Williams Fork Dam valve testing | SkyHiNews.com

Williams Fork Dam valve testing

Flows in Williams Fork River will fluctuate May 3-4

Denver Water will be testing the new valve system at Williams Fork Dam, located about 20 miles west of Granby, May 3 and 4. During the testing, the flow in the Williams Fork River below the dam will fluctuate from about 110 cubic feet per second to about 540 cubic feet per second. Denver Water is coordinating the testing with the Colorado Division of Wildlife in order to protect downstream fisheries.

 

The new valves were installed earlier this year as part of Denver Water’s two-year, $17 million project to install a new hydro turbine and expand and repair the valve system at Williams Fork Dam.

 

The dam’s valve system controls the amount of water flowing from the reservoir into the Williams Fork River. After valves are tested and any adjustments are made, the utility will have the ability to release much greater amounts of water than is currently possible. With this year’s heavy snowpack, it will be important to have a fully functional valve system to minimize the amount of water passing over the spillway. A prolonged spill period will inhibit the remaining construction on the downstream side of the dam due to the spray and mud that spilling creates.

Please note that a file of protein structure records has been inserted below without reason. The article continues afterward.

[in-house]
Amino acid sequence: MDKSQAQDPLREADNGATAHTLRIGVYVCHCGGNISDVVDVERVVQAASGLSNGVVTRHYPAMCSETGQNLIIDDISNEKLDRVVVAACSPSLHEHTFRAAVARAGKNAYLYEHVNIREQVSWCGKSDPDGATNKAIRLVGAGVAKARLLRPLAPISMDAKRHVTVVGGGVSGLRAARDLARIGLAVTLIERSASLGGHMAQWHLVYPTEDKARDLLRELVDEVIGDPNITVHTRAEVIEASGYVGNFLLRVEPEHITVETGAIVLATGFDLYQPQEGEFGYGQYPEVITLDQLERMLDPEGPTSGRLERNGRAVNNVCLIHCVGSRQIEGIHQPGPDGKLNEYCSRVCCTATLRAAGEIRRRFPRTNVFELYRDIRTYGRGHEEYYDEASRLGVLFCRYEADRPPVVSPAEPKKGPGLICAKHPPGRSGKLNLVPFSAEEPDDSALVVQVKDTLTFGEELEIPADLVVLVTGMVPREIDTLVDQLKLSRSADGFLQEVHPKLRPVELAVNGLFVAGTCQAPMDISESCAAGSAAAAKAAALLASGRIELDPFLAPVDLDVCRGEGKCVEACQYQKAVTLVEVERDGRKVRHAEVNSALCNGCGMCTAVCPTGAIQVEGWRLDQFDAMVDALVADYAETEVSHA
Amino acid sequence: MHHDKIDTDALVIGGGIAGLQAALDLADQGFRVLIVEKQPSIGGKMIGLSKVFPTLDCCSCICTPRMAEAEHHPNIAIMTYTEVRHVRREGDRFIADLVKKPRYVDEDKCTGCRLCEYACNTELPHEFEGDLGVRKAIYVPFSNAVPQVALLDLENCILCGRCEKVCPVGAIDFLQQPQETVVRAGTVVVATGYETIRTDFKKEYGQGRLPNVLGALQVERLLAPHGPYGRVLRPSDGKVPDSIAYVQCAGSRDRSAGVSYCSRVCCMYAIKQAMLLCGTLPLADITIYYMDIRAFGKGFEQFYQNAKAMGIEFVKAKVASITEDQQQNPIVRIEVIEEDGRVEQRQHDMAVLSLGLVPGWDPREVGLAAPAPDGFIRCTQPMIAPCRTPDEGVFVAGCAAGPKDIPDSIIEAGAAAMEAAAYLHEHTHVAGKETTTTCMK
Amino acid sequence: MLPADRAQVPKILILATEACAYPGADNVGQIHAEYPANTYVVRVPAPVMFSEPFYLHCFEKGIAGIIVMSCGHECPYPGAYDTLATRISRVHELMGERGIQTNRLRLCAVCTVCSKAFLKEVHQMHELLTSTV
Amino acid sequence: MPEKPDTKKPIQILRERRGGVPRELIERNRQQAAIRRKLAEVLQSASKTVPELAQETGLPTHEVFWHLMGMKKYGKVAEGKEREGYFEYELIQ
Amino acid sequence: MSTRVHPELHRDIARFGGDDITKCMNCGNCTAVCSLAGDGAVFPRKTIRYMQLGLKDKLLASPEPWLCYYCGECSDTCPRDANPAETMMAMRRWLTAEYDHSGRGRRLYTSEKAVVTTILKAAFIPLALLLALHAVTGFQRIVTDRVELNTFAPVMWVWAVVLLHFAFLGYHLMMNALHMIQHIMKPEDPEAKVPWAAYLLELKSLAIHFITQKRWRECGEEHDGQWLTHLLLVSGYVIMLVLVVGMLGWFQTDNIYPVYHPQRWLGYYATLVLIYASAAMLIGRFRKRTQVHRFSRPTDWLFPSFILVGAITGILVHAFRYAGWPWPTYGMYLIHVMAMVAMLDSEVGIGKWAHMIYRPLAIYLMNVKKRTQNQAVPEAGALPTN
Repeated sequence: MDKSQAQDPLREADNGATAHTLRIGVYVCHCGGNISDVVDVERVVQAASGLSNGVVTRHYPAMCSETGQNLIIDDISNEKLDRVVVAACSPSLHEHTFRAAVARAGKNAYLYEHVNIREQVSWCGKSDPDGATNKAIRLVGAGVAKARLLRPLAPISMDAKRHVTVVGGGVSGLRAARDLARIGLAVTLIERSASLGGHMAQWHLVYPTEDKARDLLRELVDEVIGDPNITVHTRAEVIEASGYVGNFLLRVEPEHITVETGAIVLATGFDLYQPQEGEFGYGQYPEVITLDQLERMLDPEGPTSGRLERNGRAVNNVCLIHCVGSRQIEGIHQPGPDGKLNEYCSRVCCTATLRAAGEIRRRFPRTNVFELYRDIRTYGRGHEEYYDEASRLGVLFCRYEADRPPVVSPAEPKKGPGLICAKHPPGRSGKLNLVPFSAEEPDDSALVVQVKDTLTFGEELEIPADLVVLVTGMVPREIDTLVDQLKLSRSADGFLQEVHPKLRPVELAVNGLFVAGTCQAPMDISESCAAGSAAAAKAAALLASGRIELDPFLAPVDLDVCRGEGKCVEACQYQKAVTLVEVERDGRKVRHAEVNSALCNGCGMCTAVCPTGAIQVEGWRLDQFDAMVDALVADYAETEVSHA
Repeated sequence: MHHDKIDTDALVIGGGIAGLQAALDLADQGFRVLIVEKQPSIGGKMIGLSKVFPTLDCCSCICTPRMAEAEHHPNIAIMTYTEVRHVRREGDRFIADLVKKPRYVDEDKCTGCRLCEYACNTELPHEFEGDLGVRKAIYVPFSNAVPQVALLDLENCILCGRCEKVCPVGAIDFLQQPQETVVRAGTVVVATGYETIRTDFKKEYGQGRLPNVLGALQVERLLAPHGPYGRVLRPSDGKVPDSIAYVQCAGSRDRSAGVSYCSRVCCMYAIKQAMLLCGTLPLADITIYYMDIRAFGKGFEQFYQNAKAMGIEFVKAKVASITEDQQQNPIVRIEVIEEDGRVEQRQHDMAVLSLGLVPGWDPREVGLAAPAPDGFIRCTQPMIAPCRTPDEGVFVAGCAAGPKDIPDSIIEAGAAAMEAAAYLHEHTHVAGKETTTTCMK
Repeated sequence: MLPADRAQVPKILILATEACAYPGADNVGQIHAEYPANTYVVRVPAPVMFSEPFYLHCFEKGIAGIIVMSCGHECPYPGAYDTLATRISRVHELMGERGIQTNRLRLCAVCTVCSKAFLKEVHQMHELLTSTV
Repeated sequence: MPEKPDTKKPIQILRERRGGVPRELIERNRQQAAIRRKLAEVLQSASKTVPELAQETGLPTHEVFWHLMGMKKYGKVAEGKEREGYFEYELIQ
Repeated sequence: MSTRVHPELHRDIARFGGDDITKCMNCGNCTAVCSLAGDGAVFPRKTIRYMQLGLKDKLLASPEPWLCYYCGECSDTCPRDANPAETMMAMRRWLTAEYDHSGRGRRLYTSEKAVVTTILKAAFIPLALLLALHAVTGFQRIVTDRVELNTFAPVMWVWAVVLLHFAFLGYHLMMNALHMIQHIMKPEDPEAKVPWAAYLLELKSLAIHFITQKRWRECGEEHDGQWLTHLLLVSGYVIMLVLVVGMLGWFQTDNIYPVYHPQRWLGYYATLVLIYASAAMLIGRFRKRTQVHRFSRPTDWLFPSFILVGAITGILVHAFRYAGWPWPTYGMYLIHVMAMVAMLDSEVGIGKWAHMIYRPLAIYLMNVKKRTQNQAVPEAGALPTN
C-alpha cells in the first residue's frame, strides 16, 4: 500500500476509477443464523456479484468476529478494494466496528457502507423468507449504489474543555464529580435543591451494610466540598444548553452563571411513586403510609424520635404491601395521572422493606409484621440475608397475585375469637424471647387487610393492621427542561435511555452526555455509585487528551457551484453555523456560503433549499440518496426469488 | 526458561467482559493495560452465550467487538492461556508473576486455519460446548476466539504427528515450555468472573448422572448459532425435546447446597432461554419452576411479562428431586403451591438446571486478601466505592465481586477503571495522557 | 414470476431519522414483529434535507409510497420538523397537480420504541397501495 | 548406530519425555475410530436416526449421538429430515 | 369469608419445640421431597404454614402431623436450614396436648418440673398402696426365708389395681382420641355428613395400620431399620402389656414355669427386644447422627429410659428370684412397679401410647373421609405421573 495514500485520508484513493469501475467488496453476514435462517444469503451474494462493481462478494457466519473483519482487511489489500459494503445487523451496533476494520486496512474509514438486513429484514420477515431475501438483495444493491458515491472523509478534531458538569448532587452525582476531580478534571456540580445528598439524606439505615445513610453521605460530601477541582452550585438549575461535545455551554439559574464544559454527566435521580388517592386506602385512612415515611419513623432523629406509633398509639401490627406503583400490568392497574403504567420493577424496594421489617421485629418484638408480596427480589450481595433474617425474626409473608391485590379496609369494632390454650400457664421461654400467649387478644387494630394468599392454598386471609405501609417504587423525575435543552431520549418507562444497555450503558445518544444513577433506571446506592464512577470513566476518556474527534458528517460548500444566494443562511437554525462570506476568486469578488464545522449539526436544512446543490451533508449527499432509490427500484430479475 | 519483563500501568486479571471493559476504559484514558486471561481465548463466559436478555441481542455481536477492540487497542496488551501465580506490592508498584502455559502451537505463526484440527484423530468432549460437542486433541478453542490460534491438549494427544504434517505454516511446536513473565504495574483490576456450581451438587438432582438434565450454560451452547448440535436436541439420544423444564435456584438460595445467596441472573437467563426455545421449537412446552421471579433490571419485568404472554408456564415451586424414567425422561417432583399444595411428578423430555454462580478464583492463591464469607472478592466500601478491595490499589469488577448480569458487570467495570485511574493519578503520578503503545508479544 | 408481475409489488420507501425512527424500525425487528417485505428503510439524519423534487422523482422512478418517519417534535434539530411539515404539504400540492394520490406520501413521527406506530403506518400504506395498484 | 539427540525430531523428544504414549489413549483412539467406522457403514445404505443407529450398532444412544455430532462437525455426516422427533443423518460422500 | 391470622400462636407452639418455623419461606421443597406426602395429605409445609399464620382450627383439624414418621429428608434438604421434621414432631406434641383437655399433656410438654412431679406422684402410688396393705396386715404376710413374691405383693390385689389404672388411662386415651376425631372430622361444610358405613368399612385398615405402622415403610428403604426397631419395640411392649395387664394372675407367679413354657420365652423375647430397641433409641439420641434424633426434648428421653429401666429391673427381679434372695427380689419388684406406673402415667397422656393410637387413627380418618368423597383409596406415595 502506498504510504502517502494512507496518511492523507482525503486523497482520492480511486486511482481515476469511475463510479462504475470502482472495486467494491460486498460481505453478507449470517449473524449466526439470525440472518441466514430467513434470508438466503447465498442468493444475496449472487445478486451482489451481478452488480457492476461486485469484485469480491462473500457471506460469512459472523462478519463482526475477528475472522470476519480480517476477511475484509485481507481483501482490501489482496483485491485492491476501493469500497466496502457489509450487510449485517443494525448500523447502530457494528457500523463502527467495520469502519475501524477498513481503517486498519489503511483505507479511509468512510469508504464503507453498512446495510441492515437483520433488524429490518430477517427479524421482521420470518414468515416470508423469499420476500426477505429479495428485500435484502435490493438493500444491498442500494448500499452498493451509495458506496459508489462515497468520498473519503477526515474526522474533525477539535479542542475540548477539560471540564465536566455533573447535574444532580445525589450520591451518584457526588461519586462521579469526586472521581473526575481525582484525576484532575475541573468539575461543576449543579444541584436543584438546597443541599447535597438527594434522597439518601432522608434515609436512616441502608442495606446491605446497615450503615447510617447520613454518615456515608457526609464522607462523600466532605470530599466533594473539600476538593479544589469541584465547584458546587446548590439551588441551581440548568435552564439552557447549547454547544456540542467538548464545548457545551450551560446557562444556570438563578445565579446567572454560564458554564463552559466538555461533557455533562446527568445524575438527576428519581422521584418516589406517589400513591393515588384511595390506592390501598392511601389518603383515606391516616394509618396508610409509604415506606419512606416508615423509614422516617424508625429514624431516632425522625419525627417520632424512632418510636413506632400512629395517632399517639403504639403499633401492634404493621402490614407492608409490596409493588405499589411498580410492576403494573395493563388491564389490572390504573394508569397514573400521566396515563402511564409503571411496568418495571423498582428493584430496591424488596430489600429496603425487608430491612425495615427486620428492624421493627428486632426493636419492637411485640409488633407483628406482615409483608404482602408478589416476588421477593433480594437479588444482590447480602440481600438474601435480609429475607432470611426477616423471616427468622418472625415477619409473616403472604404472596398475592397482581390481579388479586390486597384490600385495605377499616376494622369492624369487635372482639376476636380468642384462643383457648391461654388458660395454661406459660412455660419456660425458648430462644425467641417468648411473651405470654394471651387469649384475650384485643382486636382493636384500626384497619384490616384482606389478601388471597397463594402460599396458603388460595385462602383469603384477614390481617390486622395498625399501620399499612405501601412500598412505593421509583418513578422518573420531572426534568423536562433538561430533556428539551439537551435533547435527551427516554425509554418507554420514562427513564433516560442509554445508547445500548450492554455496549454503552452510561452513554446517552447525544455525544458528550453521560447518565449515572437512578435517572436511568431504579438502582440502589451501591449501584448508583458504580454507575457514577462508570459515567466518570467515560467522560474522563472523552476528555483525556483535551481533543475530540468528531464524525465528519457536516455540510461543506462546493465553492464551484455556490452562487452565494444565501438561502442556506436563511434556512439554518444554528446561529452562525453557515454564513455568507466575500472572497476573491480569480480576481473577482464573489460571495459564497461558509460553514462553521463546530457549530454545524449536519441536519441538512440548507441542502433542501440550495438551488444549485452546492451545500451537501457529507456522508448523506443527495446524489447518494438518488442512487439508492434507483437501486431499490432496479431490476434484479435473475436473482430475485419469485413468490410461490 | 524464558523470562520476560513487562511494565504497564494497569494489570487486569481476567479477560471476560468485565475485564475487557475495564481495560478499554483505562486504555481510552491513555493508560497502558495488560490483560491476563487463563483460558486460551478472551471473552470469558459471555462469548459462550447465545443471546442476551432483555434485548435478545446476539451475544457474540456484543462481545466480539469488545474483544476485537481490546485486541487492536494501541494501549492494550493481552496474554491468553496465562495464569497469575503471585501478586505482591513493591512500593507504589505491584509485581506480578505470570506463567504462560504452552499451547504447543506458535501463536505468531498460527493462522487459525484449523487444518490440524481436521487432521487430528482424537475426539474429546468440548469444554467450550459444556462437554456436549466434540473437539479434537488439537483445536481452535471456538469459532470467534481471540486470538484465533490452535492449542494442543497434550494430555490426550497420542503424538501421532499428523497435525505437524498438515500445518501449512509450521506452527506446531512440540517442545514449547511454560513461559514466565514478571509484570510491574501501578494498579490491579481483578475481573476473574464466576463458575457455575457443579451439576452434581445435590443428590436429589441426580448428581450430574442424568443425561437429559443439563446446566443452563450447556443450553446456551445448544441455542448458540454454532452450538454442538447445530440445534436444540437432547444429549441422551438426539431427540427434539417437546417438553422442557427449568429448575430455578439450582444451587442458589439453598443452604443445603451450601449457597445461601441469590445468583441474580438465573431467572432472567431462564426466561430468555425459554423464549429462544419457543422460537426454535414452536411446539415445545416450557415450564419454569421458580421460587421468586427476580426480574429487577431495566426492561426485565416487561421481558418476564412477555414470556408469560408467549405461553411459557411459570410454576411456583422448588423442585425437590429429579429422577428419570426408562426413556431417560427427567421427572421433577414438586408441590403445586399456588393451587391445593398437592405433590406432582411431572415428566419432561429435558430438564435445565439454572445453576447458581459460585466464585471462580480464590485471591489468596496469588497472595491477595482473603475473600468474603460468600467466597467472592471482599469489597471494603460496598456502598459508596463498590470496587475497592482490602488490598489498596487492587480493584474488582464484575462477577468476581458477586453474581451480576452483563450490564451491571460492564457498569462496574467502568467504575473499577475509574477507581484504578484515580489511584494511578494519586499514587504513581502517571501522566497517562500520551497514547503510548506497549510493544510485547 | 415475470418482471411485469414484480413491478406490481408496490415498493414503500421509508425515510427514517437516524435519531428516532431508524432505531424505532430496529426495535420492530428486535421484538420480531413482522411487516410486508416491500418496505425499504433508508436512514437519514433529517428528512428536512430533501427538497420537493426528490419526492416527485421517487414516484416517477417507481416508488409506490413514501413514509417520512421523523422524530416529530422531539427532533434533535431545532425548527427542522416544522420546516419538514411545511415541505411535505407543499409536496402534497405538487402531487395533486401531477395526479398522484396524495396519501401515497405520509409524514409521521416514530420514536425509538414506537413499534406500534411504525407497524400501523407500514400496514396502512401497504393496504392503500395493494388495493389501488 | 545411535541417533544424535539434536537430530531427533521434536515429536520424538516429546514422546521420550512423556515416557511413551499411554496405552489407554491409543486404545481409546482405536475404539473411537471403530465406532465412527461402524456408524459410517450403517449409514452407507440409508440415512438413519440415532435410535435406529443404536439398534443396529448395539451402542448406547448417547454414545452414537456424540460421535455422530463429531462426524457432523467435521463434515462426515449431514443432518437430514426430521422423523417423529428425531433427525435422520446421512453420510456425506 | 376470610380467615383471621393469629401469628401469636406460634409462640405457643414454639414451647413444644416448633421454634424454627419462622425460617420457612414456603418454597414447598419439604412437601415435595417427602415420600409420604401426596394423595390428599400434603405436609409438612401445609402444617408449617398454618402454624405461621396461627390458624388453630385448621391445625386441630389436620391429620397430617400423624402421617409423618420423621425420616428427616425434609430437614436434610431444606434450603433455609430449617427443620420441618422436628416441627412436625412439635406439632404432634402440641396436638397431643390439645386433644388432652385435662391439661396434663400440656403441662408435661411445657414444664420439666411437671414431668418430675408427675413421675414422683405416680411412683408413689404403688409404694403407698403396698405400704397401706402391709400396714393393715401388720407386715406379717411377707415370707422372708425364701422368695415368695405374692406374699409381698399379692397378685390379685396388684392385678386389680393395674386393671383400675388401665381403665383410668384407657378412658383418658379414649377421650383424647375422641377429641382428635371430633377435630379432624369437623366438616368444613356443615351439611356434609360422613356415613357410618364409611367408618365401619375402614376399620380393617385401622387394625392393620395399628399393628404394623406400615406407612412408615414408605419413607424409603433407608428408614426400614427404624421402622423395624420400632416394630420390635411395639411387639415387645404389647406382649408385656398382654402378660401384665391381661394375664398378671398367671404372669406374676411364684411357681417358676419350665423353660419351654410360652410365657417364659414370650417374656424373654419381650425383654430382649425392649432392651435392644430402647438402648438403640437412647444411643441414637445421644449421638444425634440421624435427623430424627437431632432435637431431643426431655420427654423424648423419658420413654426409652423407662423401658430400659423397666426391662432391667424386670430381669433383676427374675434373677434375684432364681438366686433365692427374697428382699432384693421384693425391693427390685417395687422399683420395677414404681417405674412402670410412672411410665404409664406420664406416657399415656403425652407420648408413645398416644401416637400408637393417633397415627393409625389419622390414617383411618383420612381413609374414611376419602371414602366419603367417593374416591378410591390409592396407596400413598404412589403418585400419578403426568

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The Williams Fork Dam valve system was installed during the dam’s original construction in the 1930s. Making repairs to the building’s aging electrical and mechanical systems, as well as to the 50-year-old valves, will bring the valve system up to current state standards and help it run more efficiently.

 

Later this year, crews will install a new 0.5 megawatt hydro turbine, which will increase the power plant’s generating capacity to 3.6 megawatts – enough electricity to power about 3,000 homes. The new turbine also will allow Denver Water to generate electricity during the winter, when the release rate from the reservoir historically has been too low to generate power.

 

The original dam at Williams Fork Reservoir was built in the 1930s. In the mid-1950s, Denver Water raised the dam – building it up to its current height of 209 feet – and installed a hydropower plant at Williams Fork, making it the first hydropower plant in Denver Water’s system.

 

The construction work should be finished in 2012.              

 

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